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Suggested Citation:"COMMITTEE ON NATIONAL STATISTICS." National Research Council. 2008. Using the American Community Survey for the National Science Foundation's Science and Engineering Workforce Statistics Programs. Washington, DC: The National Academies Press. doi: 10.17226/12244.
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Suggested Citation:"COMMITTEE ON NATIONAL STATISTICS." National Research Council. 2008. Using the American Community Survey for the National Science Foundation's Science and Engineering Workforce Statistics Programs. Washington, DC: The National Academies Press. doi: 10.17226/12244.
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Page 90

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COMMITTEE ON NATIONAL STATISTICS The Committee on National Statistics (CNSTAT) was established in 1972 at the National Academies to improve the statistical methods and information on which public policy decisions are based. The committee carries out studies, workshops, and other activities to foster better measures and fuller understanding of the economy, the environment, public health, crime education, immigration, poverty, welfare, and other public policy issues. It also evaluates ongoing statistical pro- grams and tracks the statistical policy and coordinating activities of the federal government, serving a unique role at the intersection of statistics and public policy. The committee’s work is supported by a consortium of federal agencies through a National Science Foundation grant.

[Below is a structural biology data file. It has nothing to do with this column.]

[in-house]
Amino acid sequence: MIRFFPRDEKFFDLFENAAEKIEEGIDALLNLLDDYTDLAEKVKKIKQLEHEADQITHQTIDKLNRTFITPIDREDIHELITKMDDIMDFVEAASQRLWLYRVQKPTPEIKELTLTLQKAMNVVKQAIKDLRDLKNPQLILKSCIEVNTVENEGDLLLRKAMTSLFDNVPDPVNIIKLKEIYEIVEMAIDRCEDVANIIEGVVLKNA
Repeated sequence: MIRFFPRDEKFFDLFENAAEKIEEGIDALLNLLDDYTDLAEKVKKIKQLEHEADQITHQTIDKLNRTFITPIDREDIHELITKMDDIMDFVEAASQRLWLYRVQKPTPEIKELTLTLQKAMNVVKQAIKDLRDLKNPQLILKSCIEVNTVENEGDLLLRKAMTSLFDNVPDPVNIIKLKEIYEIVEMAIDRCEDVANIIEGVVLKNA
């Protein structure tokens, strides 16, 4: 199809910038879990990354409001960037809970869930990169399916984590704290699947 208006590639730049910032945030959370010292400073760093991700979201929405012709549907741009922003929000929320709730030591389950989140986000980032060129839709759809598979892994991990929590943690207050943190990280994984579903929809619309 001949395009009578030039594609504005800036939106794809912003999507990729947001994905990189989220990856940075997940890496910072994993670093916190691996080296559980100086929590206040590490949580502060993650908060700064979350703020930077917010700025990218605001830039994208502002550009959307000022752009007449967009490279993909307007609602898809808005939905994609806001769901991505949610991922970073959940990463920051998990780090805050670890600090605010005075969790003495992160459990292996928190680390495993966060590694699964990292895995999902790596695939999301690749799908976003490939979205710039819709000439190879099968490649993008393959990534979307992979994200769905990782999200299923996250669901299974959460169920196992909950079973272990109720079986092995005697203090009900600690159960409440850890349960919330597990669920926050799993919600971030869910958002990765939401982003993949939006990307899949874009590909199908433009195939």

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The National Science Foundation (NSF) has long collected information on the number and characteristics of individuals with education or employment in science and engineering and related fields in the United States. An important motivation for this effort is to fulfill a congressional mandate to monitor the status of women and minorities in the science and engineering workforce. Consequently, many statistics are calculated by race or ethnicity, gender, and disability status. For more than 25 years, NSF obtained a sample frame for identifying the target population for information it gathered from the list of respondents to the decennial census long-form who indicated that they had earned a bachelors or higher degree. The probability that an individual was sampled from this list was dependent on both demographic and employment characteristics. But, the source for the sample frame will no longer be available because the census long-form is being replaced as of the 2010 census with the continuous collection of detailed demographic and other information in the new American Community Survey (ACS). At the request of NSF's Science Resources Statistics Division, the Committee on National Statistics of the National Research Council formed a panel to conduct a workshop and study the issues involved in replacing the decennial census long-form sample with a sample from the ACS to serve as the frame for the information the NSF gathers. The workshop had the specific objective of identifying issues for the collection of field of degree information on the ACS with regard to goals, content, statistical methodology, data quality, and data products.

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